These questions provide the background for Kant s introduction of the notion of character. To have a character is commonly understood as having a set of dispositions on the basis of which we form a steady conduct and outlook on life. In other words, character is associated with the empirical constitution of what we take to be our self that we form and educate, and through which we express ourselves in interaction with other human beings. But according to Kant, in so far as we are moral beings, we need a character that operates within the realm of freedom, obeying its own a priori legislation independently of these dispositions. Through an investigation of the development of the notion of character from the Critique of Pure Reason to the Religion within the Boundaries of mere Reason, I shall show that the notion of character becomes the battlefield between the metaphysics of freedom and human psychology, leading to the claim that human character is infested with an innate tendency to choose moral disobedience, what is known under the expression radical evil . Briefly, radical evil is a freely chosen corruption of the ground of choice made by the free self. But why does the free will turn against itself? Why does Kant claim that we have chosen an inherently evil character? And how can he claim that seemingly incapable of saving ourselves from moral corruption, we remain under the obligation to do so? Many have expressed their disappointment with Kant s answer or lack thereof to these questions. Their embarrassment is often expressed as surprises at Kant s collapse into religious vocabulary, with idioms that seem like a thinly disguised recasting of the Christian doctrine of original sin. An important part of the argument in this paper is to show that the notion of radical evil is present at the beginning of Kant s formulation of his project as a tension between the requirements of moral obligation and the account of moral responsibility.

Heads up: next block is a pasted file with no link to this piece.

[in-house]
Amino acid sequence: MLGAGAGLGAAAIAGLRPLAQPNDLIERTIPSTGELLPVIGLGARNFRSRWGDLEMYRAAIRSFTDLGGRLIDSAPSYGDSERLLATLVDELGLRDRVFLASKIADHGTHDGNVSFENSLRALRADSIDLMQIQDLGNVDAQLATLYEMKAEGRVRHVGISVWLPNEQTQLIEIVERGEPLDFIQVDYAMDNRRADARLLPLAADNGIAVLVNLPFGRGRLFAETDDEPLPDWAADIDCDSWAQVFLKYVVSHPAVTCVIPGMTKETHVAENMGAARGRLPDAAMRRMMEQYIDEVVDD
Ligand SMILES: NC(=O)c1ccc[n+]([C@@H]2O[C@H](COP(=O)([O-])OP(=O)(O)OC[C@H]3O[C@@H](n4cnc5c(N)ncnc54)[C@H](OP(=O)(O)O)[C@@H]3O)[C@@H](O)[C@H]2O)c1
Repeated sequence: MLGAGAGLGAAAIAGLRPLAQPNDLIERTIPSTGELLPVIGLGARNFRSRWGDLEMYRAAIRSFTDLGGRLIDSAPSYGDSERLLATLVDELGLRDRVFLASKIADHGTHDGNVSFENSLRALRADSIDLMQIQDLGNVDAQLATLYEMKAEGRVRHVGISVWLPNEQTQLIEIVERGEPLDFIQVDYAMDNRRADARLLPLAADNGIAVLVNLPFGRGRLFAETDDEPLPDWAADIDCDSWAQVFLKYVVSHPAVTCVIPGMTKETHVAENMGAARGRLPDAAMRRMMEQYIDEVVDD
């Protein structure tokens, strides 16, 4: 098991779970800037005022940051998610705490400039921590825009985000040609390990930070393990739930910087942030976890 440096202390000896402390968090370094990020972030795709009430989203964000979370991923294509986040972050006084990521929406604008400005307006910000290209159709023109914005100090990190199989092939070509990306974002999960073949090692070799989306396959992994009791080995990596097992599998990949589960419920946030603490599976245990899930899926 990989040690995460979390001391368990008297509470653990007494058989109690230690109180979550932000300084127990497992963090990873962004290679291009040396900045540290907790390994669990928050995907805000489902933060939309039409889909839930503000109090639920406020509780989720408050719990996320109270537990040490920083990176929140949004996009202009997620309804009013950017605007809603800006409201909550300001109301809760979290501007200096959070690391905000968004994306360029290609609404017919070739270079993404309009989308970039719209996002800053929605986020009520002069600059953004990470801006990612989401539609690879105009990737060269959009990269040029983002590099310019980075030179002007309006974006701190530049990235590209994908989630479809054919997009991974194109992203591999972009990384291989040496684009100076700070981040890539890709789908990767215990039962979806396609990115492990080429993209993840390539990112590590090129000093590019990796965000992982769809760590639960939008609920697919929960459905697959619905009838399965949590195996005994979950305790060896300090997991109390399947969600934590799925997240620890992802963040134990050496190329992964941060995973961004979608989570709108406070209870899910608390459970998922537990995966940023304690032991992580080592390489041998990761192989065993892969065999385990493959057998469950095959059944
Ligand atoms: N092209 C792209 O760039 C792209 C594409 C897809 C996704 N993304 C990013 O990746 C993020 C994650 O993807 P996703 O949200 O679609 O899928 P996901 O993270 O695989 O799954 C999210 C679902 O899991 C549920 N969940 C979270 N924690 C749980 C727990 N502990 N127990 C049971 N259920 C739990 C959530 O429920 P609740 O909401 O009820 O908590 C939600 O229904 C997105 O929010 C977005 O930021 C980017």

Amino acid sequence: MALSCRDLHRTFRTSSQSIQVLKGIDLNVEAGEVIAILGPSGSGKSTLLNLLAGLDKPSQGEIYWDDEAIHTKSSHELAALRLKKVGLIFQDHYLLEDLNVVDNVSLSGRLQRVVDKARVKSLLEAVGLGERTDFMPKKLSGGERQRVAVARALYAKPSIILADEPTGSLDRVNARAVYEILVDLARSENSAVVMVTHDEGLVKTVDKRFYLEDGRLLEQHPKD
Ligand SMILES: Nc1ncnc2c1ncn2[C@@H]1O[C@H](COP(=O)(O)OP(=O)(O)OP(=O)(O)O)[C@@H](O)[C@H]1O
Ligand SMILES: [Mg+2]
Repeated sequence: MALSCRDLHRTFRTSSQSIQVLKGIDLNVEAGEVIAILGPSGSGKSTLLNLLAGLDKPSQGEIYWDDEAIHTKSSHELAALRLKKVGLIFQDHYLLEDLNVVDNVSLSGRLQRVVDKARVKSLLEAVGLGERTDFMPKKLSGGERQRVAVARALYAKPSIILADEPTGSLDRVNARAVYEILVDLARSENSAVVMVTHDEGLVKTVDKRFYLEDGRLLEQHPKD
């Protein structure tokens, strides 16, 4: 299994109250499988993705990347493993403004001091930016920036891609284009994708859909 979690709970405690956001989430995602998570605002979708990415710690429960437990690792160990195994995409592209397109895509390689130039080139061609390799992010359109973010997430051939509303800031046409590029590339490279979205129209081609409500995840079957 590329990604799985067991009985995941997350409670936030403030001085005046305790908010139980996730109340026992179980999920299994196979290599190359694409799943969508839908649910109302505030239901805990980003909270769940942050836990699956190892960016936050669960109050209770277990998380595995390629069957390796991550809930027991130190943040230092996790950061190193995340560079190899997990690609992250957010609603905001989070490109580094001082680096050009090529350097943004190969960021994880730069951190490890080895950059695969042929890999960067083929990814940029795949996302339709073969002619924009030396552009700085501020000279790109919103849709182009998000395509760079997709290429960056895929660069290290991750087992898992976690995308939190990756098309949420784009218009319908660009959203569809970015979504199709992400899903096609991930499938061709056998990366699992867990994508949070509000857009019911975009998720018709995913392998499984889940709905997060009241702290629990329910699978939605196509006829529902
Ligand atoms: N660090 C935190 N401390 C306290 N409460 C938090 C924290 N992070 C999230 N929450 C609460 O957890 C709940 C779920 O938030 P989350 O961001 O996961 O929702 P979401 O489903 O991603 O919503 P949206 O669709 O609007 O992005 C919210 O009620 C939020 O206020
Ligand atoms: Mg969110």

This thesis has a two-fold structure. In the first part, which includes chapters I, II and III, I focus on Kant s project and the main problem it runs into. Here I consider Kant s first introduction of the notion of character as a tentative response to the problem of imputation of morally bad actions. In the second part, which includes the two last chapters, I elaborate on Kant s mature conception of character and the radical evil with which it is allegedly infested. It should be noted that neither part is concerned with the nature or reality of freedom: that discussion lies beyond the confines of this paper. The main lines of the argument are as follows:
The first chapter is a brief outline of the central debates within the secondary literature on Kant s so-called second ethics . The purport of this chapter is to clarify in what way my own approach to the notion of character differs from these debates. My concern is to determine the role Kant initially assigned to the notion of character within his moral project. This is why the aim of the second chapter is to establish two things; firstly, what Kant s moral project is, and secondly, what he needs in order to accomplish this. In so doing, my main focus will be on the Groundwork. In this chapter I establish the position of the human will between holiness and animality, and clarify the implications of autonomy for moral responsibility.